The lawyer-client privilege continues after death

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The lawyer/attorney-client privilege, with some limited exceptions (see below), remains intact after the death of a client. The duty of the lawyer to adhere to it can, however, be waived by the client’s successor in interest, typically the deceased client’s personal representative. Regardless of a waiver, such disclosure of confidential information must be limited and pertain to the deceased client’s dispositive instruments and intent, including prior instruments and relevant communications

A lawyer may be impliedly authorized by the former now deceased client to divulge confidential information that would promote the client’s estate plan, avoid litigation, preserve assets and further the family’s understanding of the decedent’s intentions.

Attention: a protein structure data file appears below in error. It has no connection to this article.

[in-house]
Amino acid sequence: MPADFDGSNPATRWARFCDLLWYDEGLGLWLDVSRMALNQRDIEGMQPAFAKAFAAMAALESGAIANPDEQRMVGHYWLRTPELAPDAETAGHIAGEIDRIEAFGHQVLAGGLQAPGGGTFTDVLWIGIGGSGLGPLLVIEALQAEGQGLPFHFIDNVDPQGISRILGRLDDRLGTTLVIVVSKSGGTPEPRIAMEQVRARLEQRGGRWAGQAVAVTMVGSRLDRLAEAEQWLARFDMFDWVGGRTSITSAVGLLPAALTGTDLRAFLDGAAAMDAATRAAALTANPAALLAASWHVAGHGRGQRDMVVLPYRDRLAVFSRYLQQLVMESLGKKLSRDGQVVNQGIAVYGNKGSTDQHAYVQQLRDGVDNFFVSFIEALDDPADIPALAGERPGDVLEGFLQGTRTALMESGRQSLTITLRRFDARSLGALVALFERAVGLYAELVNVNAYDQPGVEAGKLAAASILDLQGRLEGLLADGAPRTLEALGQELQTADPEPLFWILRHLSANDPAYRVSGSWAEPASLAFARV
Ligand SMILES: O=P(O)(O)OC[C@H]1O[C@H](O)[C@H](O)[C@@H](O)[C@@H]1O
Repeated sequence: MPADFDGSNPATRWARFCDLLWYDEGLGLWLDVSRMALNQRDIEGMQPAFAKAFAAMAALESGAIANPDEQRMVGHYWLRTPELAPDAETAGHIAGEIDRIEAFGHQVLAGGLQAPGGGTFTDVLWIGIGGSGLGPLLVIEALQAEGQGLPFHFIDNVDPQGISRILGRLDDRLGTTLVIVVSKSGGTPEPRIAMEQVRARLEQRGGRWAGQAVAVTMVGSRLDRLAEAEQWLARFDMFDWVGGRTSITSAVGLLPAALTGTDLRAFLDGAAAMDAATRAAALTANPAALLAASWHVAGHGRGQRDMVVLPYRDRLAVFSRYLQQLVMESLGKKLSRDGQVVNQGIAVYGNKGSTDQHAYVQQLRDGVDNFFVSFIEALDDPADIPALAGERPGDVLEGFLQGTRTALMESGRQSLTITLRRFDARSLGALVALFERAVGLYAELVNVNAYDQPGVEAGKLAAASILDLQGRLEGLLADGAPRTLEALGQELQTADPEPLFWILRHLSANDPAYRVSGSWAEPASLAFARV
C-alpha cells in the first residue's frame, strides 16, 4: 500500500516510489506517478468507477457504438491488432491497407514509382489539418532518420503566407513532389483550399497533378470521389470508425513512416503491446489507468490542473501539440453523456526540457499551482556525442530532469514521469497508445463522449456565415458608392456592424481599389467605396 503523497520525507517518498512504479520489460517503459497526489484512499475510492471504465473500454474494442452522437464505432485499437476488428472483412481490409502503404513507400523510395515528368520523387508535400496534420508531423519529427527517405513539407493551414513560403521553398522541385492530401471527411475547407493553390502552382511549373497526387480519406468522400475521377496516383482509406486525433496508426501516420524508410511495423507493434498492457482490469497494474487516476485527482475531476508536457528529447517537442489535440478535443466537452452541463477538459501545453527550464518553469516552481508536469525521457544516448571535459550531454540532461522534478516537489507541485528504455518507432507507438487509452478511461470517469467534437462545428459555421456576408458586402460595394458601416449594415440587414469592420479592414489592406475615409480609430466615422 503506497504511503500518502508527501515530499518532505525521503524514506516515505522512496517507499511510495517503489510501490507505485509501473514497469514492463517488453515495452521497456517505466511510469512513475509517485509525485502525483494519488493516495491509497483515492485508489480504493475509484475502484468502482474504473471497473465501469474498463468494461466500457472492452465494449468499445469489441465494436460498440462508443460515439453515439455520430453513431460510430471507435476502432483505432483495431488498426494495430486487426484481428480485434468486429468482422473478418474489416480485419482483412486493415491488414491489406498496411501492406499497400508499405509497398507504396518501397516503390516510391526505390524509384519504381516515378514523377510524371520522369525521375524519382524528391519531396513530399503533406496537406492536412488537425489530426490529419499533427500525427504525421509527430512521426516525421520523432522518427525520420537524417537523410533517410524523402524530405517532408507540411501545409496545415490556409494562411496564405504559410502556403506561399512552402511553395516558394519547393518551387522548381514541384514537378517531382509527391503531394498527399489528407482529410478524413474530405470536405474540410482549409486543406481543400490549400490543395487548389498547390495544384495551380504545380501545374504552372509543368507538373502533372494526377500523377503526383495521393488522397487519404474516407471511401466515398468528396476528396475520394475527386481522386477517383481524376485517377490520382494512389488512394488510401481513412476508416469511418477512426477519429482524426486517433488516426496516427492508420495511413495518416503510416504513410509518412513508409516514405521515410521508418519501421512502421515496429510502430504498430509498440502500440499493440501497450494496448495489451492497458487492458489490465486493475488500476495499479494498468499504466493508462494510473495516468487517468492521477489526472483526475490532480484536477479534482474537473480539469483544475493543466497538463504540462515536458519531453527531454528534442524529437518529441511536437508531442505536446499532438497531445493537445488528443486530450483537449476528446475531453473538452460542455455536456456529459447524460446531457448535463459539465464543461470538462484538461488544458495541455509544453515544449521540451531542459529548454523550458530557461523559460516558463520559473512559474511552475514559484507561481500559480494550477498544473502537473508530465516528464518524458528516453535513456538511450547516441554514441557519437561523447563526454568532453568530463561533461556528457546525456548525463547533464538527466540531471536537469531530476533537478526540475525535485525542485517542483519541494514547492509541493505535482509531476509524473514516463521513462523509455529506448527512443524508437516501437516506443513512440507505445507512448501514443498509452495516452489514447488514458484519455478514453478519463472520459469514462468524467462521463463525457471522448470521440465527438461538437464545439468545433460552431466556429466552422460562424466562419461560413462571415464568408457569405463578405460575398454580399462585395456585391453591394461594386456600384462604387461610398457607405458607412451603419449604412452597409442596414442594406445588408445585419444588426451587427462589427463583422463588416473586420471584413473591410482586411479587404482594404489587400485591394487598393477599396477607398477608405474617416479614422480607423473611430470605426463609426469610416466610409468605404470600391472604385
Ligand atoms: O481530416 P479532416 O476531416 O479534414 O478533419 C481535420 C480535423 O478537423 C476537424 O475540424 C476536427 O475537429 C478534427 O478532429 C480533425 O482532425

The California evidence code provides specific exceptions to the lawyer client privilege:

  1. When there is an issue between parties who claim through a deceased client. CA Evidence Code Section 957
  2. When the confidential communication concerns a question about intention or competence of a client who executed an attested document of which the lawyer is an attesting witness. CA Evidence Code Section 959
  3. When the communication is relevant to an issue concerning the intent of a deceased client relating to a document in a real estate transaction CA Evidence Code Section 960
  4. Same as above, but not concerning intent but validity of the document. CA Evidence Code Section 961
  5. When no holder of the privilege exists for a deceased client. CA Evidence Code Section 954(c)

Jon J. Kramer, Dead Men’s Lawyers Tell No Tales: The Attorney-Client Privilege Survives Death, 89 J. Crim. L. & Criminology 941 (1998-1999)

See also: What is the difference between the duty of confidentiality and the attorney-client (client-lawyer) privilege?

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